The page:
Heaslip thrilled with captaincy

Jamie Heaslip revealed that Brian O'Driscoll was among the first to congratulate him when he was appointed Ireland captain for the Six Nations.

Heaslip wanted to kiss coach Declan Kidney when he learnt of his promotion last Wednesday, but his jubilation meant disappointment for the 34-year-old he has succeeded.

It is the first time O'Driscoll has been overlooked for the post since succeeding Keith Wood in 2004 and his absence from today's tournament launch, where he has been a perennial fixture for a decade, confirmed the changing of the guard.

One of the biggest decisions of Kidney's five-year reign has been condemned in some quarters as the 2005 Lions skipper was eager to resume a role he was forced to relinquish last November because of an ankle injury and has filled with distinction on 83 previous occasions.

But Heaslip has been assured that he will have the full support of his Leinster colleague, regardless of his thoughts on the captaincy. "Brian and I tend to be in early for training at Leinster and we spoke about it then. He came straight up to me, shook my hand and told me he's 100% behind me," the 29-year-old said.

"He told me that if I need any advice or help just to ask, which I have been doing......I've probably been annoying him actually!

"Back in November, after calling my parents and my girlfriend, he was the next person I called to get some pointers.

"It's fantastic he's in the squad and that I can call on a player of his experience.

"The dynamic between us won't change at all. I've been captain of Leinster in the past while he's been on the pitch.

"I've also been on the pitch when he's been captain or when neither of us have been captain and he's the same individual and player regardless.

"Brian deserves all the respect and accolades that he has. They're pretty big shoes to fill and hopefully I'll do an all right job."

O'Driscoll has played only three matches since undergoing ankle surgery in November and will start Ireland's Six Nations opener against Wales in Cardiff on Saturday week.

Part of Kidney's reasoning behind opting for Heaslip was to enable O'Driscoll, who remains an outside contender to lead the Lions tour to Australia this summer, to focus on himself.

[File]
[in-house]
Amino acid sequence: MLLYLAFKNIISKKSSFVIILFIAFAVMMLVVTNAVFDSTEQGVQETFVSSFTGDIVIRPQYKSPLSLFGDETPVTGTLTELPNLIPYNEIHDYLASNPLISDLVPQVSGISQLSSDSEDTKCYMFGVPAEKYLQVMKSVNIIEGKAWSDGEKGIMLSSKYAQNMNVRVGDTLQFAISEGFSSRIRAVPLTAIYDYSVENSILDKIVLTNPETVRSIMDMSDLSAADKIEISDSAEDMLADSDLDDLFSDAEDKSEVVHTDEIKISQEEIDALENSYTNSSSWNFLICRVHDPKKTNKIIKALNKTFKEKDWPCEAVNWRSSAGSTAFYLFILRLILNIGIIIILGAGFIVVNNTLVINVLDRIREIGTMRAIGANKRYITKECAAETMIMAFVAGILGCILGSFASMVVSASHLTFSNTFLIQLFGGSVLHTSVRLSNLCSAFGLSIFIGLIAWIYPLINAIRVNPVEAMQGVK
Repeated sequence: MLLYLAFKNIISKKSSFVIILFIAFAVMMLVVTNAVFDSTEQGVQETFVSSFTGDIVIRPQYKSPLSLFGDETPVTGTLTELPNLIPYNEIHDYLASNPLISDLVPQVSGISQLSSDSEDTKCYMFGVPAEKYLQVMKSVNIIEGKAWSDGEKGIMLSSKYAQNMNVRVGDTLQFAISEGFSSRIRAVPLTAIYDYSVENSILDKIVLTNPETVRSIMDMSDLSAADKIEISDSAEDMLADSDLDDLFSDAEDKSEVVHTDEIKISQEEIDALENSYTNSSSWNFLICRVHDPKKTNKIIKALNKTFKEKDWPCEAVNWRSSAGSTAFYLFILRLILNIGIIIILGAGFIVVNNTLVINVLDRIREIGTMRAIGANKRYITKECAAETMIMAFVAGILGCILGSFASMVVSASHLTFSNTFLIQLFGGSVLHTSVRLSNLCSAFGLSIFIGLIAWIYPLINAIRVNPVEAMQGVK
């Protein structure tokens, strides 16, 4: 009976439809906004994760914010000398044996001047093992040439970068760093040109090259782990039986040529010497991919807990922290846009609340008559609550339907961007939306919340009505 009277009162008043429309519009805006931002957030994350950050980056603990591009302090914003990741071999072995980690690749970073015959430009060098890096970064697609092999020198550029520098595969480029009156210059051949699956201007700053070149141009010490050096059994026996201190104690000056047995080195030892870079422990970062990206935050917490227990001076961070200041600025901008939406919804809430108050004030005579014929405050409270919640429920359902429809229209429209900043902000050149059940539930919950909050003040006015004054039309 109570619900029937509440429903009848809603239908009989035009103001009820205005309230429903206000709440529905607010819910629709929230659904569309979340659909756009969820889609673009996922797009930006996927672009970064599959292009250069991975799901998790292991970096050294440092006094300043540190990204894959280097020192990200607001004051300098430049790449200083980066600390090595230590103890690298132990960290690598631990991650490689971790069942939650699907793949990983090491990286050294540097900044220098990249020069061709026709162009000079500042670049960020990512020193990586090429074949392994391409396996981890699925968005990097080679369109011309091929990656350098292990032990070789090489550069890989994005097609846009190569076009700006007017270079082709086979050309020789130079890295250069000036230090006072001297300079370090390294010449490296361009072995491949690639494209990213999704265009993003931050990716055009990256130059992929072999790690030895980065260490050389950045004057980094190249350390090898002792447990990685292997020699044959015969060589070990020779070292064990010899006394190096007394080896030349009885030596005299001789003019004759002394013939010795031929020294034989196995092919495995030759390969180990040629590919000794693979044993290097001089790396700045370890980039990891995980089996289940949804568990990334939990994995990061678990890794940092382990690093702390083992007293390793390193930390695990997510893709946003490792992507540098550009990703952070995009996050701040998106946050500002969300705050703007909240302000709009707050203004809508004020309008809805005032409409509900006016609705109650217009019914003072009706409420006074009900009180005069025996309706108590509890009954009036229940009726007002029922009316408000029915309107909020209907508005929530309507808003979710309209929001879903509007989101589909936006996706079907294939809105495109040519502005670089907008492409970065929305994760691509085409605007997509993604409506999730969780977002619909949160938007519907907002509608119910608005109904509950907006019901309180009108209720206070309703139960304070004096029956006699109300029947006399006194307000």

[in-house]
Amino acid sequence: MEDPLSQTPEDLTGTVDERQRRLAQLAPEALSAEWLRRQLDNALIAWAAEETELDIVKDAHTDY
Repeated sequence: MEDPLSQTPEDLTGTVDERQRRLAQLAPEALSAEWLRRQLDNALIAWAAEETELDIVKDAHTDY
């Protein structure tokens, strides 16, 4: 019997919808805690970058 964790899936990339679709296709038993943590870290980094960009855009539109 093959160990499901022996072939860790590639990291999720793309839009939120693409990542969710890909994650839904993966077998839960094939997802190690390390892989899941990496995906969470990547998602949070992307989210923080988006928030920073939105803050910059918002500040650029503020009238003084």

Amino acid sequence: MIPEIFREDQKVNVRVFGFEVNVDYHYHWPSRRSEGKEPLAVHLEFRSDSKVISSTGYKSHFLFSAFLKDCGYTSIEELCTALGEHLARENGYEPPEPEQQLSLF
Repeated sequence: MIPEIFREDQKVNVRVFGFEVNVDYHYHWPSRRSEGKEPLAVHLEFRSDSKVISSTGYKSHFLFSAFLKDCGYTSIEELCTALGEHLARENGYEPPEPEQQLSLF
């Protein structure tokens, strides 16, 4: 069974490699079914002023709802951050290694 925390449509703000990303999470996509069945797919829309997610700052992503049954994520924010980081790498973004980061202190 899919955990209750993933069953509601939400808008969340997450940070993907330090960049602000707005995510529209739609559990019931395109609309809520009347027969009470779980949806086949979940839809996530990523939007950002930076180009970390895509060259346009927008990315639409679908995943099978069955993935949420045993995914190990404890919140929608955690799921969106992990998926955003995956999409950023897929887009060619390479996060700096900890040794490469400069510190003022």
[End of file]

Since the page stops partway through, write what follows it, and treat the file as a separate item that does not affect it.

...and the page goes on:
"It was my decision to give Brian a bit of space that he himself didn't want just to get himself right," Kidney said.

"Brian reacted to the decision like the man he is and took it in exactly the same way as he plays."

Heaslip, whose father Richard is a retired Irish Army colonel and was once a brigadier general at NATO, was beaming at today's Six Nations launch as he outlined what the captaincy meant to him.

"I'm still wet behind the ears so it's great, I'm buzzing. It's really exciting to come here," the Leinster number eight said.

"I've been feeling really giddy and haven't stopped smiling since I got here....maybe it's the double espresso from the early start!

"I found out about the captaincy last Wednesday evening. Declan gave me a call to go and see him.

"In I went and after a bit of chit chat he asked me to do the job. I nearly had to stop myself jumping across the table to kiss him, which would have made it really awkward in a room with just two guys!

"I was really proud and humbled by it all. There were all sorts of emotions flying around.

"I made the obligatory call to the parents. My dad straight away said 'fair play, you've been promoted, but I'm still colonel while you're a major, so I'm pulling rank on you'. I said 'thanks dad, back to reality as usual'.

"In November I think I went OK. I learnt a lot very quickly. I always try to lead by example on and off the field.

"The way you carry yourself on and off the field and your lifestyle are important.

"So too is the fact you're representing all your peers and team-mates, management, family, friends and fans.

"Ireland fans hold the green jersey in high regard and the fact you're representing that is a pretty humbling experience."